Service-Oriented Design with Ruby and Rails (Addison-Wesley Professional Ruby)

Author: Paul Dix
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Service-Oriented Design with Ruby and Rails (Addison-Wesley Professional Ruby)


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by anonymous   2017-08-20

Brandon Hilkert has been doing some posts about this topic. You can check them out here. There are also some books available on Amazon like this one. StichFix also created a gem to somewhat assist in this.

by anonymous   2017-08-20

In few words – an a very practical, non academic explanation – a RESTful web service is a web server that answer requests that are structured following a :resource/:action/[:id] pattern.

For example, your users are a resource and you have these actions:

  • GET /users : list of users
  • GET /users/5000/edit : Edit a specific user
  • GET /users/5000 : Show a specific user
  • GET /users/new : Form for creating a new user
  • POST /users/ : A post request that created a new user.
  • PUT /users/5000 : A Post request that updates an user.
  • DELETE /users/5000 : A destroy request that removes an user.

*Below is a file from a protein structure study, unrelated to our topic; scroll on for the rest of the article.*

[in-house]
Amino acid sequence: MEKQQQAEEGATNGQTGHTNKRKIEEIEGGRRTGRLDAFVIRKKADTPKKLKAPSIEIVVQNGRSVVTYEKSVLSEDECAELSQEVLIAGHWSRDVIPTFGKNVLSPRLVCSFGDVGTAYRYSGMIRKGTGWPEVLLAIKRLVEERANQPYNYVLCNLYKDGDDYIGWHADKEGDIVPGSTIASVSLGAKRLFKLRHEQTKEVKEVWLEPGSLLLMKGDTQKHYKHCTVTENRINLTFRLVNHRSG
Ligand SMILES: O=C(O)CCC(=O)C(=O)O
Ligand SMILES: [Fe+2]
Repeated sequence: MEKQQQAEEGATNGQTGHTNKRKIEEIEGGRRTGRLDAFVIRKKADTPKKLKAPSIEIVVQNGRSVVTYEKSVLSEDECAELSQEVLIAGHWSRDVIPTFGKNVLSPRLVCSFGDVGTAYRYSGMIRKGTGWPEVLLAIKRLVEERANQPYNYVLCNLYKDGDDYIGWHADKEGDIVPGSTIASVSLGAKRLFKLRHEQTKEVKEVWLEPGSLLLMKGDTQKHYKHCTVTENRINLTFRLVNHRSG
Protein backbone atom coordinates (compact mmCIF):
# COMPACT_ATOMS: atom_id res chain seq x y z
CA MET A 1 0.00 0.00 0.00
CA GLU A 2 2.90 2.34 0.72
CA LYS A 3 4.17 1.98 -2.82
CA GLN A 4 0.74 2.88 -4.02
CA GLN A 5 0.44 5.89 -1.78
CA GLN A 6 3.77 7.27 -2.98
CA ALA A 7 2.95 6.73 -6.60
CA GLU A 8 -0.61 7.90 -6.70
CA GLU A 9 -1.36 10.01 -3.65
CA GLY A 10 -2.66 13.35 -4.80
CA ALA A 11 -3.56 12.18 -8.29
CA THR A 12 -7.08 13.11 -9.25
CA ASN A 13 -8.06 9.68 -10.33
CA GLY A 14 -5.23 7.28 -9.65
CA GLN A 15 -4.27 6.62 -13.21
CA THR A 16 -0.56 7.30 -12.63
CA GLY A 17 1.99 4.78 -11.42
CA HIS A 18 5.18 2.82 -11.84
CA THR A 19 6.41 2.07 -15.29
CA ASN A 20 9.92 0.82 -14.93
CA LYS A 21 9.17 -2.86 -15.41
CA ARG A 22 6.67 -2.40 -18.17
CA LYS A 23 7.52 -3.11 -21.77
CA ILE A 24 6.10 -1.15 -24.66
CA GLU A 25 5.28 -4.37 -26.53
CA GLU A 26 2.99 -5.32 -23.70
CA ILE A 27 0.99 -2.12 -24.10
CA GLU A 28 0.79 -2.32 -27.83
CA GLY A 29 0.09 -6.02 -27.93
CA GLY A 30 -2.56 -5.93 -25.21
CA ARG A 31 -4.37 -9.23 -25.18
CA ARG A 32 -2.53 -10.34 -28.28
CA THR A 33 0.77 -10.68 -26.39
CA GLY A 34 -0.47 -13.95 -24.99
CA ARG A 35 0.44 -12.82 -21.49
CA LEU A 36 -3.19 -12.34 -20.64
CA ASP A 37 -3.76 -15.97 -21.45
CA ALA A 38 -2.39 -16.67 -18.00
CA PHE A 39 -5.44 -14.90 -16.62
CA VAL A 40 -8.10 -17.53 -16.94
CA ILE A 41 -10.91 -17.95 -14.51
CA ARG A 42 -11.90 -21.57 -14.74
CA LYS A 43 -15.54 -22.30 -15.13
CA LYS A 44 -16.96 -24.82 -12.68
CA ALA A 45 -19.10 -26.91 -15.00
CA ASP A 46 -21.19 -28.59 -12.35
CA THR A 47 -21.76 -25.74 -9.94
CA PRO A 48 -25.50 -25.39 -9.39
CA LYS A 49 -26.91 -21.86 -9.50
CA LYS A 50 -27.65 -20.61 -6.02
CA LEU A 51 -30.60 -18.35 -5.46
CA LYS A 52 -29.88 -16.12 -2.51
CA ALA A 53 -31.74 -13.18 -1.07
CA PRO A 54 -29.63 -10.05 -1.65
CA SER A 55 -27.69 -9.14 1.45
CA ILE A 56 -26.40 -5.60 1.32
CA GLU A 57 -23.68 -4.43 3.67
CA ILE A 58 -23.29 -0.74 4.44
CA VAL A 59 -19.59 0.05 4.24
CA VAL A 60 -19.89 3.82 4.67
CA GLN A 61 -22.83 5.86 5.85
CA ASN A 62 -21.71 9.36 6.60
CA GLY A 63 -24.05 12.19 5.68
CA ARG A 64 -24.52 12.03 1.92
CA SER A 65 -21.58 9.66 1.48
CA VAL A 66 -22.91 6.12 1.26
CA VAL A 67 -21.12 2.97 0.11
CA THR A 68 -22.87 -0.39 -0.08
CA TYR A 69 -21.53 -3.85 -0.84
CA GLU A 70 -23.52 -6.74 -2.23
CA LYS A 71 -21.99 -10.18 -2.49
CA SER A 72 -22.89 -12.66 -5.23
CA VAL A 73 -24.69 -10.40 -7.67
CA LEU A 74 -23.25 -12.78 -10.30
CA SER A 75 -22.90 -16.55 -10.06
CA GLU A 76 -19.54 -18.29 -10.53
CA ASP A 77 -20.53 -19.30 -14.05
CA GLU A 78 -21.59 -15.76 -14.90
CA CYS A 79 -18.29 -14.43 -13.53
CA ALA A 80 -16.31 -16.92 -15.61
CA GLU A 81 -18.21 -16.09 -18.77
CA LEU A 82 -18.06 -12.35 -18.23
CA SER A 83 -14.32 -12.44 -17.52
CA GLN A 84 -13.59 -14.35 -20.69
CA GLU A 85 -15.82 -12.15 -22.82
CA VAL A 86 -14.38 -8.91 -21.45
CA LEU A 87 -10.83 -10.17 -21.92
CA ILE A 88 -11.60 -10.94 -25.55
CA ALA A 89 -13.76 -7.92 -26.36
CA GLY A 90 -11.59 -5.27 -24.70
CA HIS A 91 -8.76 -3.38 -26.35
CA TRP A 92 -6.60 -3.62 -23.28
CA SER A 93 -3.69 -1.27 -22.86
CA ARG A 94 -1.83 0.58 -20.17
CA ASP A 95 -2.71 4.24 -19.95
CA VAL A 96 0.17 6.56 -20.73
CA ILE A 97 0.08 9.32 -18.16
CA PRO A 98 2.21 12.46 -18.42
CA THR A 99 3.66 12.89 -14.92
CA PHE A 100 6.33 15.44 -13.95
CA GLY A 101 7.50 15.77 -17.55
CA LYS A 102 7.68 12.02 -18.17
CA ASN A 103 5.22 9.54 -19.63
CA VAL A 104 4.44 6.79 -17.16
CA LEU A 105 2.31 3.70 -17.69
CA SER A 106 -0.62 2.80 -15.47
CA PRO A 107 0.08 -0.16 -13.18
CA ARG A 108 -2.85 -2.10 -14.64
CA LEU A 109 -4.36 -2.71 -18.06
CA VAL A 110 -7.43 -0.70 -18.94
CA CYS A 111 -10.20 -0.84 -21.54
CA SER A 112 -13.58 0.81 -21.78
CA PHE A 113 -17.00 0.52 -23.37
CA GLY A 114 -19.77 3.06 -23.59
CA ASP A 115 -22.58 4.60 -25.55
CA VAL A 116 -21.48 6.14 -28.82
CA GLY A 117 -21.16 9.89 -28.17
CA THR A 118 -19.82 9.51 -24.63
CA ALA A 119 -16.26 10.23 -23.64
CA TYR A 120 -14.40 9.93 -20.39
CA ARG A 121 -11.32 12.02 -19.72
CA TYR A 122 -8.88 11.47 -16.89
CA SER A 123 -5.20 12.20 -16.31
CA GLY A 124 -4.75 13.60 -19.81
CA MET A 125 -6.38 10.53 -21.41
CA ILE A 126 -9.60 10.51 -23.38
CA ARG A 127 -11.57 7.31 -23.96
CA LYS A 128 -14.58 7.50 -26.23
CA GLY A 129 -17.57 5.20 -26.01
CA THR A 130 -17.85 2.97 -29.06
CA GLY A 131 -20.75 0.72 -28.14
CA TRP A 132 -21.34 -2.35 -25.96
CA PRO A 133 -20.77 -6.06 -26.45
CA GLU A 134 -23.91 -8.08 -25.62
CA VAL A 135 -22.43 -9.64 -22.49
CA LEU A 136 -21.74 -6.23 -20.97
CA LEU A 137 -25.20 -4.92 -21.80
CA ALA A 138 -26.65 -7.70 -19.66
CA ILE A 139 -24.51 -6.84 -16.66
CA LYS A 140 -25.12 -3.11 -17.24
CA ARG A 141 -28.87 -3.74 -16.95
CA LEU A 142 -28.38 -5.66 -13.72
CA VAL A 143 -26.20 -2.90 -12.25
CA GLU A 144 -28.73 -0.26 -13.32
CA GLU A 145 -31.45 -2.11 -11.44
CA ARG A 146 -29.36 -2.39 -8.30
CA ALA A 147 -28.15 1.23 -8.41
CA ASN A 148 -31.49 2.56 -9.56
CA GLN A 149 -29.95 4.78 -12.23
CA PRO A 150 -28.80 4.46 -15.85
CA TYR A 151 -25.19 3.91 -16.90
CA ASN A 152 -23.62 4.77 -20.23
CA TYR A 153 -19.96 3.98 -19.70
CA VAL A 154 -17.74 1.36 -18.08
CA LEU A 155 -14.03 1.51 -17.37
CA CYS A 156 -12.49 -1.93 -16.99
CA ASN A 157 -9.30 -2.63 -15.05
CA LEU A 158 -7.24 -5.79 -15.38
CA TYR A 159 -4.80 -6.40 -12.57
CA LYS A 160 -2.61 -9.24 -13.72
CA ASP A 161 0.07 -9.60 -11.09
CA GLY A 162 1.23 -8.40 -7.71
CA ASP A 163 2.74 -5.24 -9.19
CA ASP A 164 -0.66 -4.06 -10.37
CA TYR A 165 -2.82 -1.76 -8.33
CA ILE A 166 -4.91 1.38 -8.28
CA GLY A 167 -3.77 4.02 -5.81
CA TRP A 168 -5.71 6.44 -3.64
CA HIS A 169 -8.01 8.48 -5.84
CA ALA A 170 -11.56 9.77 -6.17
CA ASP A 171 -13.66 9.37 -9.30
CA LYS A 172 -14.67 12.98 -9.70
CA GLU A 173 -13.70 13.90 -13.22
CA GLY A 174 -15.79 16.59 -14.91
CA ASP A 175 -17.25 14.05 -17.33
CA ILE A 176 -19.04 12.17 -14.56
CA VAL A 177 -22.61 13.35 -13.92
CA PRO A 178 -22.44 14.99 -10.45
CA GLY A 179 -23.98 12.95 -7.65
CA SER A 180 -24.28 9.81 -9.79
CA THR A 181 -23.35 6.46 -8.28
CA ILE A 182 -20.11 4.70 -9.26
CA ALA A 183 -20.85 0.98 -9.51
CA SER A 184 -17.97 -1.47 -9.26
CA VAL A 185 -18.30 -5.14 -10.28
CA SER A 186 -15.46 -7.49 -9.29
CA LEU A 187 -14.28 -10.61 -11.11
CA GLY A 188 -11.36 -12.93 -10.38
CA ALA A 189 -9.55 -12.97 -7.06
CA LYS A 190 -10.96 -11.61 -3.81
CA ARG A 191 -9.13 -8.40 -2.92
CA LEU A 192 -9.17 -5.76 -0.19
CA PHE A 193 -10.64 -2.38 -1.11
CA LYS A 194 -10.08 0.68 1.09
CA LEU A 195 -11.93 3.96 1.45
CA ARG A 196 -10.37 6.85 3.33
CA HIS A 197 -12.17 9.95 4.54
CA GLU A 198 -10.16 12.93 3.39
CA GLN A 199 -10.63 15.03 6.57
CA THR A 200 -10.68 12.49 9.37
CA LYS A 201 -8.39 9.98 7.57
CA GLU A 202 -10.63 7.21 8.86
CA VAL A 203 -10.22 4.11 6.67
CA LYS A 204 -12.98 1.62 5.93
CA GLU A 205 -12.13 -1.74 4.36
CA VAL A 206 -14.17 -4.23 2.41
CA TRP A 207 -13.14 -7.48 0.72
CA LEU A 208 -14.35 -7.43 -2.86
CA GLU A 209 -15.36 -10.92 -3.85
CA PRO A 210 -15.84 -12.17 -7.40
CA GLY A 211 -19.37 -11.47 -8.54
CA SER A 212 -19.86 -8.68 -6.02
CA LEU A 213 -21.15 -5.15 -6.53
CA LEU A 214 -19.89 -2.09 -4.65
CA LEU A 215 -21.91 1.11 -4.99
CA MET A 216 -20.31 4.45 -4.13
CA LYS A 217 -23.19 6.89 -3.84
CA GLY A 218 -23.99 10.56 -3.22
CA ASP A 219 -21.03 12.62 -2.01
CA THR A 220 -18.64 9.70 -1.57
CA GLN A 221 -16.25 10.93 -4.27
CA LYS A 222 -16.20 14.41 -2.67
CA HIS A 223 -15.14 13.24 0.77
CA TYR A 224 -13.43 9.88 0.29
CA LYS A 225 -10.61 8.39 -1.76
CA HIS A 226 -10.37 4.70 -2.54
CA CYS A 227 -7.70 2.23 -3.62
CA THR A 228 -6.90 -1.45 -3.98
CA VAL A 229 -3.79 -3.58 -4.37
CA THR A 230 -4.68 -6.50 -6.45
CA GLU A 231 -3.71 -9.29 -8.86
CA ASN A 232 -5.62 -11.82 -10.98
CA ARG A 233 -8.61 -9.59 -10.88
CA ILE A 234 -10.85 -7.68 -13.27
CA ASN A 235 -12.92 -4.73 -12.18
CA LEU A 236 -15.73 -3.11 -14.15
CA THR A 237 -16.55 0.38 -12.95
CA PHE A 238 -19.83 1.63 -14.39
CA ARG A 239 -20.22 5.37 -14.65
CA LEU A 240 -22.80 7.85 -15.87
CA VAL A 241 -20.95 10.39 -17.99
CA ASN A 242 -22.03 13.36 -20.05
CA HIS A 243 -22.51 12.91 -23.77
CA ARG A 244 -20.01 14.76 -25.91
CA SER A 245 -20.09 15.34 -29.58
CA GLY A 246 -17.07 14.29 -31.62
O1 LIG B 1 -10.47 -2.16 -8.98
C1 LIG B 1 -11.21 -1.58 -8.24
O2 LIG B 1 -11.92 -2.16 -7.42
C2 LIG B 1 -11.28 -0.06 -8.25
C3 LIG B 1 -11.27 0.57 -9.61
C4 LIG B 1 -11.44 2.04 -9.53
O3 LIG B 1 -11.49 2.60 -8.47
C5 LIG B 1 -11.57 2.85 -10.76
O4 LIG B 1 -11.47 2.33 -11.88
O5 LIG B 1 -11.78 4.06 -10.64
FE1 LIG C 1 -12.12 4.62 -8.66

It is a CRUD interface: Create, Read, Update, Destroy.

Your sessions are resources too.

  • POST /session/create : Create a new session for a user.
  • DELETE /session/destroy : Removes a session.

Some resources do not need to be have all CRUD actions.

For the original document that describes the RESTful architecture:

For a more practical examination of this matter:

by anonymous   2017-08-20

I recently found myself pondering similar questions, how best to modularise a large application. As a relative Ruby newcomer (< a year), I dabbled with writing Rails APIs, and consuming them with ActiveResource. It didn't feel quite right to me, Rails felt too bloated for the APIs and ActiveResource felt too generic and incomplete for the client.

Then, I read Service Oriented Design with Ruby and Rails - Paul Dix, and it was like an epiphany! It covers your specific question of pros, cons & the theory very early on (chapter 1 I think), and does it very well.